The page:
The Albemarle County Board of Supervisors are giving further review to a recommendation from the Albemarle County Planning Commission to stop using money from the Virginia Department of Transportation to pave gravel roads in the rural areas of the County. At a work session on the Six Year Secondary road plan held on January 9, 2008, the Board asked for more analysis from County staff on the relationship between paving and development rights.
The County does not currently know how much transportation funding it will receive from the state for the next year. Last year, it received just over $4.4 million, according to Juandiego Wade, the County’s transportation planner. Next year, the County is estimated to receive just over 5 million, though that number will not be finalized until the Commonwealth Transportation Board adopts a budget in the summer. Before that happens, the Board will approve an updated list of projects that will receive money from the fund now and into the future.
“The priority list of secondary road improvements is a list of projects that’s much more expensive than what can be funded over the six year planning period for the VDOT six year secondary plan,” said David Benish, chief of planning for Albemarle County. In all, 22 projects are identified as priorities. A 23rd slot is reserved for paving projects in both the rural and development areas of the County.
For the last several years, only three projects have been allocated any funding: The Meadowcreek Parkway, safety improvements on Georgetown Road, and a new section of Jarman’s Gap Road in Crozet. Those projects will continue to accrue money for the next few years, but the remaining slots allow the County to specify what road projects have the community’s highest priority. For instance, a project to improve Proffit Road between US 29 and Baker-Butler Elementary is the first strategic priority after Georgetown Road Improvements.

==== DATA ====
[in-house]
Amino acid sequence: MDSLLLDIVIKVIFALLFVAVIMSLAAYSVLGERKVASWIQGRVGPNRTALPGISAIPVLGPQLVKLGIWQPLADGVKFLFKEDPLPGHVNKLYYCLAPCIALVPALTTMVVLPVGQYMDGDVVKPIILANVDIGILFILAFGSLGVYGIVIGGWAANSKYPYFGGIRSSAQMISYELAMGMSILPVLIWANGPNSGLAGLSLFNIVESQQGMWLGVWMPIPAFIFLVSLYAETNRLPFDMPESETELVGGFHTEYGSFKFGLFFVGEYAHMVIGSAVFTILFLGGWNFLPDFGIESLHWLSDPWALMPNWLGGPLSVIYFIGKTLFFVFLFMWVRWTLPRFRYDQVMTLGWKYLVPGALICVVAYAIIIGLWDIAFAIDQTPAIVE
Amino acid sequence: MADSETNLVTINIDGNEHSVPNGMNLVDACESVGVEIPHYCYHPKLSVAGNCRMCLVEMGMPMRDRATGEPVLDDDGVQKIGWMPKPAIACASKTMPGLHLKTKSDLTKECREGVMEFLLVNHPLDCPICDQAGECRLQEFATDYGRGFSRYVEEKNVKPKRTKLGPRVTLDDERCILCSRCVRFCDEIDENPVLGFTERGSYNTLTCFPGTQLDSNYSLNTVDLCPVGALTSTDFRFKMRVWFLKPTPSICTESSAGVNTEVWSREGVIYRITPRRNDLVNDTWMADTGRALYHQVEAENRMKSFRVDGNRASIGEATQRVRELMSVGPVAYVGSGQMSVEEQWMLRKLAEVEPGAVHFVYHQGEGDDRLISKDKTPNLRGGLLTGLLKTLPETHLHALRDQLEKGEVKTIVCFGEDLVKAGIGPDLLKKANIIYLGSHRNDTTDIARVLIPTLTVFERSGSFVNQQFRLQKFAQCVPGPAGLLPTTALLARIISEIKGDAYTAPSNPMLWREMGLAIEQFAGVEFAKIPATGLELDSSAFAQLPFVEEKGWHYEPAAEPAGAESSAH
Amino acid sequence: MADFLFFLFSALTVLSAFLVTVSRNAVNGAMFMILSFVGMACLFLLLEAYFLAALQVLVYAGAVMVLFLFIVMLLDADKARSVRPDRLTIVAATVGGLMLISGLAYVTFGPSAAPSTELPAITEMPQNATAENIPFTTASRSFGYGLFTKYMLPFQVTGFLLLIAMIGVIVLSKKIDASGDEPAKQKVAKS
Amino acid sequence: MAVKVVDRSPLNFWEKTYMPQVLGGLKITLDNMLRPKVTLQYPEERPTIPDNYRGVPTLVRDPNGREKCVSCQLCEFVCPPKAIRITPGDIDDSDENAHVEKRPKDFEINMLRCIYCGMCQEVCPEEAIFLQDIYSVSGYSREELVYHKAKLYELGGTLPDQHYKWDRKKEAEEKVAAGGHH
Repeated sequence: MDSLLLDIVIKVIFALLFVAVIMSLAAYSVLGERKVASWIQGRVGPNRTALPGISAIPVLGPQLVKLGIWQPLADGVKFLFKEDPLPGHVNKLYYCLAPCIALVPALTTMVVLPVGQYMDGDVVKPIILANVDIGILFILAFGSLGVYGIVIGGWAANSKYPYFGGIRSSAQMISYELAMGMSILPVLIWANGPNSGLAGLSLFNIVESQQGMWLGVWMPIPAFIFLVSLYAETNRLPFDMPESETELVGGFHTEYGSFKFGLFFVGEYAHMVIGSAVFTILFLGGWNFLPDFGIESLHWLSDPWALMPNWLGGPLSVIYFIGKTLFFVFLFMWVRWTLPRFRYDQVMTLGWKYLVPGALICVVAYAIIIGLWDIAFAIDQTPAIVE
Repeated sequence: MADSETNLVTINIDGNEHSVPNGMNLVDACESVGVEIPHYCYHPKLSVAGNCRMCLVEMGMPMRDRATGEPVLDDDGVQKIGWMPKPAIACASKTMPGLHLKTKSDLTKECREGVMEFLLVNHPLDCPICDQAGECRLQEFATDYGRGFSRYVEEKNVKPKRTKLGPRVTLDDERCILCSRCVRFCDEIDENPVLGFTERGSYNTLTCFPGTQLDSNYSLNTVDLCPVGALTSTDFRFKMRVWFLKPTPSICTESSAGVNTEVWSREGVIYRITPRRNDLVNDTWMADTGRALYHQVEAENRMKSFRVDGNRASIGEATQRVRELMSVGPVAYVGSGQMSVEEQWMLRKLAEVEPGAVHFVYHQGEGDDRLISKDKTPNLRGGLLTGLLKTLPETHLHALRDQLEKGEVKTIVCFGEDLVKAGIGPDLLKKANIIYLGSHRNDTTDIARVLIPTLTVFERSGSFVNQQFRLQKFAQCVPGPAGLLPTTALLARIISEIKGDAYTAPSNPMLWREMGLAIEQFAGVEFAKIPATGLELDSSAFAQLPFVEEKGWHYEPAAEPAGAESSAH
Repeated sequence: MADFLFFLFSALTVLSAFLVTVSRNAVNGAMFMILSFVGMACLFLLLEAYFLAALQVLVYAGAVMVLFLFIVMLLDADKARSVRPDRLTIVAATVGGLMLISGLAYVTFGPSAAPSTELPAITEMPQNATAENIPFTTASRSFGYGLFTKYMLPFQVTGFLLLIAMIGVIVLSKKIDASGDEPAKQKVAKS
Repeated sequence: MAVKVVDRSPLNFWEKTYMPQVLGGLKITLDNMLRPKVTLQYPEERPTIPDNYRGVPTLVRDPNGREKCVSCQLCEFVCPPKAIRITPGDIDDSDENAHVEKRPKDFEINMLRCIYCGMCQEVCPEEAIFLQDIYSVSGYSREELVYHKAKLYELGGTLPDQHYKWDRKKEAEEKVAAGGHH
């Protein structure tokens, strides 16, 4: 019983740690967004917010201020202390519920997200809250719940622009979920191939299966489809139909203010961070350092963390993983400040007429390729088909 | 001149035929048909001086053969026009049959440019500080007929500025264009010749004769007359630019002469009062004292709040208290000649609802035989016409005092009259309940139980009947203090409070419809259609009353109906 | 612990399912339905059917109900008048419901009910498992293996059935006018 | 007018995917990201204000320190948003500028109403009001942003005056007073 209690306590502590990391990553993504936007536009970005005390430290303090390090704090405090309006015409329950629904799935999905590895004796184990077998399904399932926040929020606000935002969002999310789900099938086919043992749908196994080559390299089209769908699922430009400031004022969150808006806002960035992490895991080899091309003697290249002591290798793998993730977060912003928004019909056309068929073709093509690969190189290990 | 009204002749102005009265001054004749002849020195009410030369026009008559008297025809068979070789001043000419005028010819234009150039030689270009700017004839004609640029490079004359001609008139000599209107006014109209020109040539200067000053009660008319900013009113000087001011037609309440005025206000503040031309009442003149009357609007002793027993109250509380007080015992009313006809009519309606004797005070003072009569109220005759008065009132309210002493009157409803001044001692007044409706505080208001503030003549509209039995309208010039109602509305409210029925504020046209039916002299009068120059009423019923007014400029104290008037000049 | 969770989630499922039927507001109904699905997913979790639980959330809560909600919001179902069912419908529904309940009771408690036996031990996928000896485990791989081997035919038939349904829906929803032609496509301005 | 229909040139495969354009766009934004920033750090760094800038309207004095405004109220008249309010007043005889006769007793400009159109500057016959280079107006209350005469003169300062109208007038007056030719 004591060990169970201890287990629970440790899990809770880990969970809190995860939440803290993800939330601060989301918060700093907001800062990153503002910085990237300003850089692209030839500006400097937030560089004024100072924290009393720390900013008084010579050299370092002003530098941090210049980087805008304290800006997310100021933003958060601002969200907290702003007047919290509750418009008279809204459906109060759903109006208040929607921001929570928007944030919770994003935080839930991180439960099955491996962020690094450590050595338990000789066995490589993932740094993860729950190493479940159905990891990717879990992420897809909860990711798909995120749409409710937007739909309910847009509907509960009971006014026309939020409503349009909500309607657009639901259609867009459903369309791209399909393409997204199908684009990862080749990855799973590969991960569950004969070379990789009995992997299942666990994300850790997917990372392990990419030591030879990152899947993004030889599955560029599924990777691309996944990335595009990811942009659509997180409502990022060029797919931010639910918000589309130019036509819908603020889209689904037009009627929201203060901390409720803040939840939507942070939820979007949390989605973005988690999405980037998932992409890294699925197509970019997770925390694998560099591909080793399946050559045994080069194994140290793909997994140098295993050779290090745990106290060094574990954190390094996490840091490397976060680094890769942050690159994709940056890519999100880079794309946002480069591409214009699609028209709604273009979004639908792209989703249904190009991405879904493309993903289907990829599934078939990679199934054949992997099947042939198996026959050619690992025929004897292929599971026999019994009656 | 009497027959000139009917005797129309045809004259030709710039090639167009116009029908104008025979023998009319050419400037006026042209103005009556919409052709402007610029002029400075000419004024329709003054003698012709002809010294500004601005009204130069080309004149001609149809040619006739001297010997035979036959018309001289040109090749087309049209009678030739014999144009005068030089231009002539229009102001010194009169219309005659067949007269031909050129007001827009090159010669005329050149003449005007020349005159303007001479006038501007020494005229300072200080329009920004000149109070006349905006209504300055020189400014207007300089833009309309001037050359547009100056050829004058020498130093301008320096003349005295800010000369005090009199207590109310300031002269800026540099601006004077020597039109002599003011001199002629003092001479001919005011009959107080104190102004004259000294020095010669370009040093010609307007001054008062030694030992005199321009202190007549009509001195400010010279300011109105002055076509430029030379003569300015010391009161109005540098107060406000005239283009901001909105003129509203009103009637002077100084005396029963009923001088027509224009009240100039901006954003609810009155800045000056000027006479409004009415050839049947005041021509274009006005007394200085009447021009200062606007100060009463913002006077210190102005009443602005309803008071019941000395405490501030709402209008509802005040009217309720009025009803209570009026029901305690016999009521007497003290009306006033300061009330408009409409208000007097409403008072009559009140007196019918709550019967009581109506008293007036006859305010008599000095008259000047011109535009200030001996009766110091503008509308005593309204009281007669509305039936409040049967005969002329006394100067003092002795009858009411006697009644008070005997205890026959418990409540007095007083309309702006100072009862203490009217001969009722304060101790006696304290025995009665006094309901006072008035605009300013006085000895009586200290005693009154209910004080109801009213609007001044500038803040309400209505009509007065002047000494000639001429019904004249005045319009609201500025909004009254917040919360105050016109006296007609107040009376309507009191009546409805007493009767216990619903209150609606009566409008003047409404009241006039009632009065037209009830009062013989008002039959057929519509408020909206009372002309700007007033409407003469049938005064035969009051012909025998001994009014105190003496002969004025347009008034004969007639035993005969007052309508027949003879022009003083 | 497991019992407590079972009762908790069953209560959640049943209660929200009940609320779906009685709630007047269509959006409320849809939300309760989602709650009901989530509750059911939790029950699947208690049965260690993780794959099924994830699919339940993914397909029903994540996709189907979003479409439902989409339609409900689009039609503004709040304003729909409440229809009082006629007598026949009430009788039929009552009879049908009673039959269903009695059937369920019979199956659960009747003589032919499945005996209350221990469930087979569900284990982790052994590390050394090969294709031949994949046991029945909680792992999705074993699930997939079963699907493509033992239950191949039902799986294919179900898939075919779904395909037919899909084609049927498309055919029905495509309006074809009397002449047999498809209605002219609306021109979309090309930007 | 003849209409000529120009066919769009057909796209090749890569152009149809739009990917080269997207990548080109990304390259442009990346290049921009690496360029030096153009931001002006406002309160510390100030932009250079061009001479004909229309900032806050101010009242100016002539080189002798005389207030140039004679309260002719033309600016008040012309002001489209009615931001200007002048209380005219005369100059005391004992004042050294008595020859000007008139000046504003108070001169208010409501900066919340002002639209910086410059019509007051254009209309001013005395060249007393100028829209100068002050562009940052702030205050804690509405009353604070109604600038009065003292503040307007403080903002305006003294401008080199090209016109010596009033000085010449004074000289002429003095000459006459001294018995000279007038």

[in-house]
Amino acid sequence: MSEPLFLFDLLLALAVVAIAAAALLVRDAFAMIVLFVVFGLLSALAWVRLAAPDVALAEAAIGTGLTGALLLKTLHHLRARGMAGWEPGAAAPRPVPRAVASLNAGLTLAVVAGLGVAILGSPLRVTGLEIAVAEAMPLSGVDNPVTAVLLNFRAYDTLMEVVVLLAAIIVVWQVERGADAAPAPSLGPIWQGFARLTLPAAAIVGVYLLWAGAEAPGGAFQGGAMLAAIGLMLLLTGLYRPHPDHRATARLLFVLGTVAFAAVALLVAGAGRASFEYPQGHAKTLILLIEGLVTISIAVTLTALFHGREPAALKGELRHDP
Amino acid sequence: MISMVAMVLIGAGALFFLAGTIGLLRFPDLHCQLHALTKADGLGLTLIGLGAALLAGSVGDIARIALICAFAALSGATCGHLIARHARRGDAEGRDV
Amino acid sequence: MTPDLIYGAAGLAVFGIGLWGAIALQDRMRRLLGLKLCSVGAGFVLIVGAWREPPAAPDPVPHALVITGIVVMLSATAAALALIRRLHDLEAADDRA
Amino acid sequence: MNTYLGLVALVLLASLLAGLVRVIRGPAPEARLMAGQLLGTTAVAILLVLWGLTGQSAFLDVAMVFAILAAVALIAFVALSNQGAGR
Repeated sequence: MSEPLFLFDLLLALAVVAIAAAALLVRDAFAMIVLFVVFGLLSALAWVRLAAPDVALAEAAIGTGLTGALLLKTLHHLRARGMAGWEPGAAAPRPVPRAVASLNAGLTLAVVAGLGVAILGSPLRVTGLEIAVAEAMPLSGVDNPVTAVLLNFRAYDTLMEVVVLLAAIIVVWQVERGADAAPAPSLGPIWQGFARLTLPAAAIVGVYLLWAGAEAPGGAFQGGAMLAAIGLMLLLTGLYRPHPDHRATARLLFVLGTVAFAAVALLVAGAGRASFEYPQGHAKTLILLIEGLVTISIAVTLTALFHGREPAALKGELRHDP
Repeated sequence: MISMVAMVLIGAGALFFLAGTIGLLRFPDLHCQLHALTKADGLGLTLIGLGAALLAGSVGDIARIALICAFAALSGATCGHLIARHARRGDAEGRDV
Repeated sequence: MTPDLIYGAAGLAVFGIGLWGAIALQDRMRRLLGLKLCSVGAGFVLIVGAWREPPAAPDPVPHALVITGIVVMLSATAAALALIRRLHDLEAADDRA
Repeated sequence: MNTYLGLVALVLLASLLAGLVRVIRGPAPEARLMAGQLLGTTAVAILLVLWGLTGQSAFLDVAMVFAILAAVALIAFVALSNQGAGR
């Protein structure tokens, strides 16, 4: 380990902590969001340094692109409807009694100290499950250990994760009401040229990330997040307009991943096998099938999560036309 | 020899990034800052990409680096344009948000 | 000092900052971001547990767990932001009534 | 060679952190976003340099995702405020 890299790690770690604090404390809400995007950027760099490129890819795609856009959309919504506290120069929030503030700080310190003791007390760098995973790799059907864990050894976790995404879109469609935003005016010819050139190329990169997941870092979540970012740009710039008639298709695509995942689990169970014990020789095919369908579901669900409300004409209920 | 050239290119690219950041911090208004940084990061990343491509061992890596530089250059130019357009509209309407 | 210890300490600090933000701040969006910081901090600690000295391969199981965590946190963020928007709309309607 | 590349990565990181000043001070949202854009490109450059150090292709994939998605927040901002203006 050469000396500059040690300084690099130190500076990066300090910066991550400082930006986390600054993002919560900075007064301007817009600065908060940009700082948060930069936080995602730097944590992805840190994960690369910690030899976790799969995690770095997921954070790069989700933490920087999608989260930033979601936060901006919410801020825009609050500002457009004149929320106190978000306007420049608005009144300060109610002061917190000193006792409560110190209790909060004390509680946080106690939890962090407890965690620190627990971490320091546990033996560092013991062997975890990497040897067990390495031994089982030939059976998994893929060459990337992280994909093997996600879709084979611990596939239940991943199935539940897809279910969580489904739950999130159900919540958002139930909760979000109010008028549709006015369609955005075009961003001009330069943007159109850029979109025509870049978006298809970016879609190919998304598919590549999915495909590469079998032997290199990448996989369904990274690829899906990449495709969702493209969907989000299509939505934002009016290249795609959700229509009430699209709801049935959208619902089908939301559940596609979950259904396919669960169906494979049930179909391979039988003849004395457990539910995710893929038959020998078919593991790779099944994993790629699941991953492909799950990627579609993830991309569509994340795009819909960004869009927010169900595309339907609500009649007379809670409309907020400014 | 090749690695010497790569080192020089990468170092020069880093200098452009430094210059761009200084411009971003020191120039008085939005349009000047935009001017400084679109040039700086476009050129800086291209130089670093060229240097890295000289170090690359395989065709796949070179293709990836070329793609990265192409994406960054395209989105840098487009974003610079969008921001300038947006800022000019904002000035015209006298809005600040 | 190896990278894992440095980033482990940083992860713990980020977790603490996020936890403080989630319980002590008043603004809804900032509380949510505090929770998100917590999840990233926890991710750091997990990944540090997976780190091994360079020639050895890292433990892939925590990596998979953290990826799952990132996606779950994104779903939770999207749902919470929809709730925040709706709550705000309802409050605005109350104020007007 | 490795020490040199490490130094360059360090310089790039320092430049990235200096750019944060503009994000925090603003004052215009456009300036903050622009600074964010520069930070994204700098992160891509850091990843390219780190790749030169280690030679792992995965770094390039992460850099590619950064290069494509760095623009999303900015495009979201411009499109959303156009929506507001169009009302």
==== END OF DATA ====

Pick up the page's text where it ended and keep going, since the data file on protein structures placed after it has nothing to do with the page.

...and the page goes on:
Changes to the list year include moving up the Southern Parkway, adding a Fontaine/Sunset Connector, and the addition of a Berkmar Bridge project that would allow Berkmar Drive up to Hollymead Town Center. Projects are deleted when they are no longer deemed to have community support, as in the case of the Northern Free State Road, which is being suggested for deletion because of the possibility of using proffer money to help extend Berkmar.
Supervisor David Slutzky (Rio) said the addition of the Berkmar project on the list would have important symbolic value.
“I think putting it on our priority list doesn’t mean it’s actually going to get funded because we know we don’t have enough money but it might signal to the developer community and to VDOT how high of a priority we’re putting on having that parallel road system completed,” Slutzky said.
Supervisor (Samuel Miller) said the Fontaine/Sunset Connector would help alleviate traffic congestion in the area of the County that is just south of the University of Virginia.
Other changes to the strategic priority list include the addition of the Main Street extension project for Crozet and intersection improvements along Route 29 at Hydraulic and Greenbrier Roads. Again, David Benish said most of these projects would be paid for using proffers. All bridge improvement projects will now be listed under one category, placed on the draft priority list at number 10.
Most of the discussion at the January 9 work session centered on the Planning Commission’s recommendation to stop paving rural roads, unless there’s an overwhelming safety issue.
Every county in Virginia is allocated money through VDOT for the paving of unpaved roads according to a formula. If a county decides instead to spend this money on other road projects, VDOT will penalize the County in future allocations for rural paving. The Commission had recommended taking the penalty because paving roads in the rural area is inconsistent with the County’s Comprehensive plan.
Benish said County staff has not yet calculated how much the rural paving fund allocation would be reduced if the County were to use paving funds on other projects. Allan Sumpter, director of VDOT’s Charlottesville residency, said he thought the penalty would amount to about $200,000.
“And to kind of quantify that to you in terms of roadwork, would amount to about one rural rustic road,” Sumpter said.